“Ten Little Aliens” in Farscape: The Role-Playing Game — Crichton, D’Argo, and Crais are among those kidnapped for a contest among aliens to capture a prize
Farscape Omnibus Volume 1 (written with Rockne S. O’Bannon) — collecting four post-finale storylines, “The Beginning of the End of the Beginning,” “Strange Detractors,” “Gone and Back,” and “Tangled Roots” — Rygel returns home to claim his throne, a vicious disease spreads through the Uncharted Territories, Crichton visits an Unrealized Reality, and Aeryn learns a shocking truth about the Peacekeepers — and the three D’Argo miniseries D’Argo’s Lament, D’Argo’s Trial, and D’Argo’sQuest — which provide D’Argo’s backstory as well as what he did between seasons three and four
Red Sky at Morning — Moya returns to the homeworld of the Pilots and learn of a new threat to the Uncharted Territories
Compulsions— Moya teams with another Leviathan to deal with a new foe
The War for the Uncharted Territories — the Peacekeepers have a surprising new leader, the Kkore are invading, and Crichton must bring the species of the UTs together or risk losing everything
Gene Roddenberry’s Andromeda
Destruction of Illusions — a prequel to the series, showing what both Tyr Anasazi and Beka Valentine and the crew of the Eureka Maru were doing in the nine months leading up to the discovery of Andromeda Ascendant and the time-frozen Dylan Hunt
The Zoo Job — a small zoo in central Massachusetts didn’t get the black rhinos they paid for, leading half the Leverage crew to west Africa and the other half to the world of the uber-rich who illegally purchase wild animals
Children of the Revolution — toward the end of the first season, Ichabod Crane and Detective Abby Mills must find a series of medals that were issued during the Revolutionary War before they’re used to resurrect Serilda of Abaddon
SG-1: Kali’s Wrath — toward the end of the fifth season, Jacob Carter and Bra’tac must team up to help SG-1 face off against Kali and the return of the Reetou
“Time Keeps on Slippin'” in SG-1/Atlantis: Far Horizons — a story that takes place between seasons three and four, explaining Carter’s non-regulation haircut and Teal’c’s soul patch
“Sun-Breaker” in SG-1/Atlantis: Homeworlds — on board the General George Hammond, Carter and Teal’c must stop the Lucian Alliance from acquiring a Go’auld weapon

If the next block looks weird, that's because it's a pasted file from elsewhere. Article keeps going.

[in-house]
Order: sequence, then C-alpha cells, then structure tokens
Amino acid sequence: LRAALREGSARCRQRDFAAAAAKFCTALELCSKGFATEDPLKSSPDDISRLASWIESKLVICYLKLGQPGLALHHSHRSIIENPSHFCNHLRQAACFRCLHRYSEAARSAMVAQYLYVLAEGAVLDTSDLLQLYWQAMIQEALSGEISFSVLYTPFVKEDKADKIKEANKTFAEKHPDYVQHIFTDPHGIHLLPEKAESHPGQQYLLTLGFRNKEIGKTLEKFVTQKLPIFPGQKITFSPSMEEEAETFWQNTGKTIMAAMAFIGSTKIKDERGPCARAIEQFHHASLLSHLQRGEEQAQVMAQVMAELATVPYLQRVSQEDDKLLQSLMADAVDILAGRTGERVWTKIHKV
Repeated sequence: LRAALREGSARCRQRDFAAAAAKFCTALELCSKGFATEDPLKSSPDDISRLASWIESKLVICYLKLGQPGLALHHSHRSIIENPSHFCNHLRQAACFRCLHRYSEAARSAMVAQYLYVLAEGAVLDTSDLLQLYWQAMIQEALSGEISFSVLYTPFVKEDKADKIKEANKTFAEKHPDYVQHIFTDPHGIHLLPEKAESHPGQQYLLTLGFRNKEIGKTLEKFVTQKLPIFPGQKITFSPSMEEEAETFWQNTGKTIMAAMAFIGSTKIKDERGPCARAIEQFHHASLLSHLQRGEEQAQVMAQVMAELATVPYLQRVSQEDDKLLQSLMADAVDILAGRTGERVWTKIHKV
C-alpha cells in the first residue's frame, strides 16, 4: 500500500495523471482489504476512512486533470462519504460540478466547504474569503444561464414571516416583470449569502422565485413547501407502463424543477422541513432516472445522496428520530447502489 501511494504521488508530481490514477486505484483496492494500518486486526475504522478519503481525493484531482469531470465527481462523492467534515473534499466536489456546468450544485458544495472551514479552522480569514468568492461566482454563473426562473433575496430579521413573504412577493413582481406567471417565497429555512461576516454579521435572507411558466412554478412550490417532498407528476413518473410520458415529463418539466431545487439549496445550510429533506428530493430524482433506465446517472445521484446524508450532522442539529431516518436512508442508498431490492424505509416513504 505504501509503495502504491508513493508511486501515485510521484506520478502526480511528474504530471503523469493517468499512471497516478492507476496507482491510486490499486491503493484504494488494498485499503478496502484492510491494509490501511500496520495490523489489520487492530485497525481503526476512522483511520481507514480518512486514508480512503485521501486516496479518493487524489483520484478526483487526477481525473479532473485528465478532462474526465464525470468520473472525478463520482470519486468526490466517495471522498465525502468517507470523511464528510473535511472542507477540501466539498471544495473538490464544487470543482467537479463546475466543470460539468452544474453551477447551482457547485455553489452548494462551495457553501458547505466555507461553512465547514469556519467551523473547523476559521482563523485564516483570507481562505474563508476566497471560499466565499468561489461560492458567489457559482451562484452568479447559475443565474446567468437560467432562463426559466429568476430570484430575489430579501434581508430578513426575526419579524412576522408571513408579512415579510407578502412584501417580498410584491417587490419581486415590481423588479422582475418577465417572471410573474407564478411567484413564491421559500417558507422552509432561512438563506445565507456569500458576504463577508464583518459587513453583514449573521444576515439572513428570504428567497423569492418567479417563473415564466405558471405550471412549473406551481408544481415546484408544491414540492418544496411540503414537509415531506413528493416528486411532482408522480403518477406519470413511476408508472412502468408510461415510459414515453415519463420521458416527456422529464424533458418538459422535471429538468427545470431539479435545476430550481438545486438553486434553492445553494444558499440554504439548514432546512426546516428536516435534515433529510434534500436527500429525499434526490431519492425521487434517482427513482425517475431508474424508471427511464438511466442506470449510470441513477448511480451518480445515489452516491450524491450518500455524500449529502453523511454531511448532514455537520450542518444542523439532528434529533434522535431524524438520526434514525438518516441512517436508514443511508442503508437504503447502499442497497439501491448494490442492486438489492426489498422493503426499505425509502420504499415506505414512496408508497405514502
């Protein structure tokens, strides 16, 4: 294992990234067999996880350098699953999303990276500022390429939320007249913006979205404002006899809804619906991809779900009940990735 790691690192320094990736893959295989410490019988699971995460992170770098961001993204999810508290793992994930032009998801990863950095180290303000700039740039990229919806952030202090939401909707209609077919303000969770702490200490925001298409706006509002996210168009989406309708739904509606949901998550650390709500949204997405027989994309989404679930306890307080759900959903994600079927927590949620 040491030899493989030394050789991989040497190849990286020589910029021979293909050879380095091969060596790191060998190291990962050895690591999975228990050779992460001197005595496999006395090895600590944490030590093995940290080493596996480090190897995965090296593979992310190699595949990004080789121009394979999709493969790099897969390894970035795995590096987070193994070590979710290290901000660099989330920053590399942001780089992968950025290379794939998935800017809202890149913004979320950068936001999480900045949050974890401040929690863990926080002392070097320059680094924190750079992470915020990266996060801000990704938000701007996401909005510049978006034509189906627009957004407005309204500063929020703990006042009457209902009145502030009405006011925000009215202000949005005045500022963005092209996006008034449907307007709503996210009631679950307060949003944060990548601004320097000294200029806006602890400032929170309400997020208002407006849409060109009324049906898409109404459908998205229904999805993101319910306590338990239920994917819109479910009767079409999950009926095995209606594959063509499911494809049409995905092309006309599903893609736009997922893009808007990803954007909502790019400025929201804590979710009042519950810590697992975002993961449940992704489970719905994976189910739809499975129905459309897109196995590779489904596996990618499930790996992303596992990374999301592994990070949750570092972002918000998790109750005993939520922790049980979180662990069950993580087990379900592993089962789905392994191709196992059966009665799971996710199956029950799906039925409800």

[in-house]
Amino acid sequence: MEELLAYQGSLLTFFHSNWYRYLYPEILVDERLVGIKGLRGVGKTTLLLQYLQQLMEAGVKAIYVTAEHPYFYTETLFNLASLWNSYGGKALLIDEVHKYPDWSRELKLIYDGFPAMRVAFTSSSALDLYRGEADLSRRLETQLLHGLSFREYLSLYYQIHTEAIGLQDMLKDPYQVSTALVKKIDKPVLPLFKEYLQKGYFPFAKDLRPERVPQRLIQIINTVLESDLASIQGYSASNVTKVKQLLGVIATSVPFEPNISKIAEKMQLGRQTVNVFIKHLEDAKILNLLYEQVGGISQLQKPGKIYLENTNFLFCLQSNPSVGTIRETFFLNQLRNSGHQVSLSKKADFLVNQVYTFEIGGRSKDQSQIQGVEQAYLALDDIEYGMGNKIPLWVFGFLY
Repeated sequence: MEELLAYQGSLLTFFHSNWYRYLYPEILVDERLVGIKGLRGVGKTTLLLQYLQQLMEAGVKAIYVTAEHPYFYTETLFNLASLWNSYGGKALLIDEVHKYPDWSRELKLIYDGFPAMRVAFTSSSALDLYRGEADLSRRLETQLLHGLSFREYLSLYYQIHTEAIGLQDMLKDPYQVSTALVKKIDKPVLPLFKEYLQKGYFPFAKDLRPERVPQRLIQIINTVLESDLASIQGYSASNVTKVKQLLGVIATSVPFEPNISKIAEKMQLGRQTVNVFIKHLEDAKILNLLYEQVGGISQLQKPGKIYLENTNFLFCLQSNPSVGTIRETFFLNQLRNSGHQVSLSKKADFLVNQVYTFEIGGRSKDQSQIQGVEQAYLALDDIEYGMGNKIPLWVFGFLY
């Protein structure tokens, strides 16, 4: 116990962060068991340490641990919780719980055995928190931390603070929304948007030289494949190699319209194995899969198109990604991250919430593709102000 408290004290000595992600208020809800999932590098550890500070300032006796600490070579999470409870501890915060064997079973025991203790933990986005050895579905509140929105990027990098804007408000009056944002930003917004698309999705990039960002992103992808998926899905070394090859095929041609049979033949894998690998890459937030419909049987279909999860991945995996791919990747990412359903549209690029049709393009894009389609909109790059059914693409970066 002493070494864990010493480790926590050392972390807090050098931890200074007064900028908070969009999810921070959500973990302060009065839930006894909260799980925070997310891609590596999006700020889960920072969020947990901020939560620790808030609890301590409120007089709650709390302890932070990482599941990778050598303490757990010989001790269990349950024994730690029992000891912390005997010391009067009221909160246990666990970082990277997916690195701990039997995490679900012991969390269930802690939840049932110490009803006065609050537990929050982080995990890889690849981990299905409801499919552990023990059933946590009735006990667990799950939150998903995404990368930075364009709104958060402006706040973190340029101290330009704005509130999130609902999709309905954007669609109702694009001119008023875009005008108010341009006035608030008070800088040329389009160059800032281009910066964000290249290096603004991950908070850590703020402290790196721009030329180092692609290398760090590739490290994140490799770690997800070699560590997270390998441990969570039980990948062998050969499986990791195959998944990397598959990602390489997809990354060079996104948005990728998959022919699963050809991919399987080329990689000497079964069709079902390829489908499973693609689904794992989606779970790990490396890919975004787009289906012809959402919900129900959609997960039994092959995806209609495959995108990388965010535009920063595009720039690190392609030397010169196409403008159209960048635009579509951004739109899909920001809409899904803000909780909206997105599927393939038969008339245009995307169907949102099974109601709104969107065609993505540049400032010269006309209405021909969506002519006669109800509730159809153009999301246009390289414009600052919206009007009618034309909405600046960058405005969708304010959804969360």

Nevermore — in the second season, the boys go to the Bronx to solve some Edgar Allan Poe-themed killings and stop a haunting
Bone Key — two demons super-charge the ghosts that haunt Key West, but one becomes too powerful and the Winchester brothers must work with the demons to stop it
Heart of the Dragon — a violent spirit appears in 1969 San Francisco and is banished by the Campbell family of Samuel, Deanna, and Mary; it returns in 1989, and is banished again by John Winchester; and it comes back again in 2009 in the midst of the angel-demon war and must be stopped by Sam, Dean, and Castiel
John Winchester Hardcover Ruled Journal — this is a mostly blank notebook, designed to look like John Winchester’s journal, but it also includes several pages of text from that journal, which I wrote
“Back in El Paso My Life Would Be Worthless” in Trust No One — a second-season story where Mulder and Scully are to work alongside an FBI agent who’s not thrilled at being stuck with the weirdos in the basement
Author Keith R. A. DeCandido’s 2007 novel is the first in a book series based on the dark fantasy television show Supernatural. The plot follows main characters Sam and Dean Winchester (portrayed on TV by Jared Padalecki and Jensen Ackles, respectively) investigating murders inspired by several of Poe’s short stories, including 1843’s “The Tell-Tale Heart and “1846’s”The Cask of Amontillado.”
The author’s familiarity and love for Key West show through the words and description, and it’s always very cool to see the brothers in an environment that’s not a Midwestern small town with a vague resemblance to Vancouver.
I also really appreciated a seeing mythology that wasn’t based in generic Judeo-Christian stereotype. At the same time, this Native mythology was well-research, far from generic, and most importantly, felt respectful (despite being the villain). (I am not an expert, so your mileage may vary.)
Ten years ago, HarperPrism released my first (and also the first) Supernatural novel, Nevermore, which had the Winchester brothers driving the Impala into New York City to deal with two cases, one involving a haunting, one involving Edgar Allan Poe-inspired murders.
Today, J.L. Gribble has reviewed Nevermore on her blog!
It was interesting to essentially travel back in time with these characters, as someone 12 seasons into the show, while this book takes place at a time with the brothers are still haunted (metaphorically) by Sam leaving his life in Stanford behind, and the recent death of John Winchester.
While the brothers’ dialogue was spot-on, the author sometimes had trouble capturing their internal narrative voice — I note, however, that this is entirely subjective on my own part. The supporting characters were all unique, fleshed out, and at times hilarious. I find myself hoping that I encounter Detective McBain again in the future.
(For the record, I’m quite pleased with Detective McBain, and I’d love to write her again some day….)